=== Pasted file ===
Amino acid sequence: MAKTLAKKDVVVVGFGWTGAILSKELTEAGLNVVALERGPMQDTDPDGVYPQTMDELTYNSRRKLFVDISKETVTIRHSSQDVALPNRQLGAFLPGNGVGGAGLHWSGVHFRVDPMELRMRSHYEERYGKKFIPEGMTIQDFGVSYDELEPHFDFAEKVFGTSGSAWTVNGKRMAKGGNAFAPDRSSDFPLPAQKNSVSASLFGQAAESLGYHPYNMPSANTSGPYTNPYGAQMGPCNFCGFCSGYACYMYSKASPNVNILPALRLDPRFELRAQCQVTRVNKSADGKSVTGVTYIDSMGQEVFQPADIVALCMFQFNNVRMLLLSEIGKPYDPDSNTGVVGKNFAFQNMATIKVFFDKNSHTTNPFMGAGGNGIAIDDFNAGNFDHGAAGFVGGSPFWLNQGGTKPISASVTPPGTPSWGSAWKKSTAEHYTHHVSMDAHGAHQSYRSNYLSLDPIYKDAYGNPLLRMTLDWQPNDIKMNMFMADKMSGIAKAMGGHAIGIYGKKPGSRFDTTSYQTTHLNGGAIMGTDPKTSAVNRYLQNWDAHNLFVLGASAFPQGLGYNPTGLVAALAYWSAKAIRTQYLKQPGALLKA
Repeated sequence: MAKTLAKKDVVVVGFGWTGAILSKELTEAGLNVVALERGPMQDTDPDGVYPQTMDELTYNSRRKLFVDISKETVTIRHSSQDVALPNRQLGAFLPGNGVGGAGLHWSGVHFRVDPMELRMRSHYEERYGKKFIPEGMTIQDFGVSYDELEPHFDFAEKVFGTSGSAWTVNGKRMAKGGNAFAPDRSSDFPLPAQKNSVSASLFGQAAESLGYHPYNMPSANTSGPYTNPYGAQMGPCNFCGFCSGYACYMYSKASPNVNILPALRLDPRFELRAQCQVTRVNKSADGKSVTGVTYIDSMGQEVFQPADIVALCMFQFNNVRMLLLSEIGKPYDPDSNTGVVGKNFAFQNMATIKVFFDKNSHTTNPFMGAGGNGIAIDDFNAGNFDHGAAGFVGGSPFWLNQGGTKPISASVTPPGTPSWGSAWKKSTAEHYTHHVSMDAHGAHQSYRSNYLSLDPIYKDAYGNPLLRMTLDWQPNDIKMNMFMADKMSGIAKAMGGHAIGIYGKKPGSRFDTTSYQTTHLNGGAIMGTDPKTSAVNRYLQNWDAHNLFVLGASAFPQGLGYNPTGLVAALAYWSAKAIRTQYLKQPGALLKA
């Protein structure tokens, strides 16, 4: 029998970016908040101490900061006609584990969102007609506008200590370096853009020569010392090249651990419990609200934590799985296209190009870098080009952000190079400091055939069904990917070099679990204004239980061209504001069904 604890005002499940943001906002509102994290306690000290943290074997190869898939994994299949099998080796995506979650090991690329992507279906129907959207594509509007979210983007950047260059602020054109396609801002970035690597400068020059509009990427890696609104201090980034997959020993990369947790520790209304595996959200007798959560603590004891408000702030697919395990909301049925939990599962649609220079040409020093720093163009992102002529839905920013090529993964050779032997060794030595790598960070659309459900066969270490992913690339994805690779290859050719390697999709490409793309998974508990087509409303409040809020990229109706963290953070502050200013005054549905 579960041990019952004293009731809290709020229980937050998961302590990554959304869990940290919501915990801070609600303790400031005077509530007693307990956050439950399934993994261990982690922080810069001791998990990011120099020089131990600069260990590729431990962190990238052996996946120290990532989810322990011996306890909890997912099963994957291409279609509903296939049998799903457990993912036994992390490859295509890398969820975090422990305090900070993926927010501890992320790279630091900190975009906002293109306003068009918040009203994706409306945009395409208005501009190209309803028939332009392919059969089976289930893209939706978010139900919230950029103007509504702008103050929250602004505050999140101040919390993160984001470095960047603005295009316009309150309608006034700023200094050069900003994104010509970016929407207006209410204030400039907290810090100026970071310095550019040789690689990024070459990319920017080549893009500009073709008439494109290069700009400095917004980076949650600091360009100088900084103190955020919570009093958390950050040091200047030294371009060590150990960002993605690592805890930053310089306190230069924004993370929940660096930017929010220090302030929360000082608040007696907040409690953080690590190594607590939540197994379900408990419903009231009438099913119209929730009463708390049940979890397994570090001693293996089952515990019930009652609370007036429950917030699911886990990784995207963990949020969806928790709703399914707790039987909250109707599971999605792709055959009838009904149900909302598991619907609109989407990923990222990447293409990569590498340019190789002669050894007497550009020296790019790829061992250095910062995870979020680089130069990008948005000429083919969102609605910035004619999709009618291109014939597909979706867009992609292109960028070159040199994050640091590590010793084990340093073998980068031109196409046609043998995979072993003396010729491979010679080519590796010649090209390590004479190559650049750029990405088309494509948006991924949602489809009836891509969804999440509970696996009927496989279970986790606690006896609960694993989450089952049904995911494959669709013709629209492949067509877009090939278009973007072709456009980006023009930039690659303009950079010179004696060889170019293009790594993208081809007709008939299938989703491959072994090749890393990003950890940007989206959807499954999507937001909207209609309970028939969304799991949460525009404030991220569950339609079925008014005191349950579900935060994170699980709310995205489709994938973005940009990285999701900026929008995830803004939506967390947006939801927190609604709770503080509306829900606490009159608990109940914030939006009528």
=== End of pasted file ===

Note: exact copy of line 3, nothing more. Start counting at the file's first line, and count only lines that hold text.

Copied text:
């Protein structure tokens, strides 16, 4: 029998970016908040101490900061006609584990969102007609506008200590370096853009020569010392090249651990419990609200934590799985296209190009870098080009952000190079400091055939069904990917070099679990204004239980061209504001069904 604890005002499940943001906002509102994290306690000290943290074997190869898939994994299949099998080796995506979650090991690329992507279906129907959207594509509007979210983007950047260059602020054109396609801002970035690597400068020059509009990427890696609104201090980034997959020993990369947790520790209304595996959200007798959560603590004891408000702030697919395990909301049925939990599962649609220079040409020093720093163009992102002529839905920013090529993964050779032997060794030595790598960070659309459900066969270490992913690339994805690779290859050719390697999709490409793309998974508990087509409303409040809020990229109706963290953070502050200013005054549905 579960041990019952004293009731809290709020229980937050998961302590990554959304869990940290919501915990801070609600303790400031005077509530007693307990956050439950399934993994261990982690922080810069001791998990990011120099020089131990600069260990590729431990962190990238052996996946120290990532989810322990011996306890909890997912099963994957291409279609509903296939049998799903457990993912036994992390490859295509890398969820975090422990305090900070993926927010501890992320790279630091900190975009906002293109306003068009918040009203994706409306945009395409208005501009190209309803028939332009392919059969089976289930893209939706978010139900919230950029103007509504702008103050929250602004505050999140101040919390993160984001470095960047603005295009316009309150309608006034700023200094050069900003994104010509970016929407207006209410204030400039907290810090100026970071310095550019040789690689990024070459990319920017080549893009500009073709008439494109290069700009400095917004980076949650600091360009100088900084103190955020919570009093958390950050040091200047030294371009060590150990960002993605690592805890930053310089306190230069924004993370929940660096930017929010220090302030929360000082608040007696907040409690953080690590190594607590939540197994379900408990419903009231009438099913119209929730009463708390049940979890397994570090001693293996089952515990019930009652609370007036429950917030699911886990990784995207963990949020969806928790709703399914707790039987909250109707599971999605792709055959009838009904149900909302598991619907609109989407990923990222990447293409990569590498340019190789002669050894007497550009020296790019790829061992250095910062995870979020680089130069990008948005000429083919969102609605910035004619999709009618291109014939597909979706867009992609292109960028070159040199994050640091590590010793084990340093073998980068031109196409046609043998995979072993003396010729491979010679080519590796010649090209390590004479190559650049750029990405088309494509948006991924949602489809009836891509969804999440509970696996009927496989279970986790606690006896609960694993989450089952049904995911494959669709013709629209492949067509877009090939278009973007072709456009980006023009930039690659303009950079010179004696060889170019293009790594993208081809007709008939299938989703491959072994090749890393990003950890940007989206959807499954999507937001909207209609309970028939969304799991949460525009404030991220569950339609079925008014005191349950579900935060994170699980709310995205489709994938973005940009990285999701900026929008995830803004939506967390947006939801927190609604709770503080509306829900606490009159608990109940914030939006009528």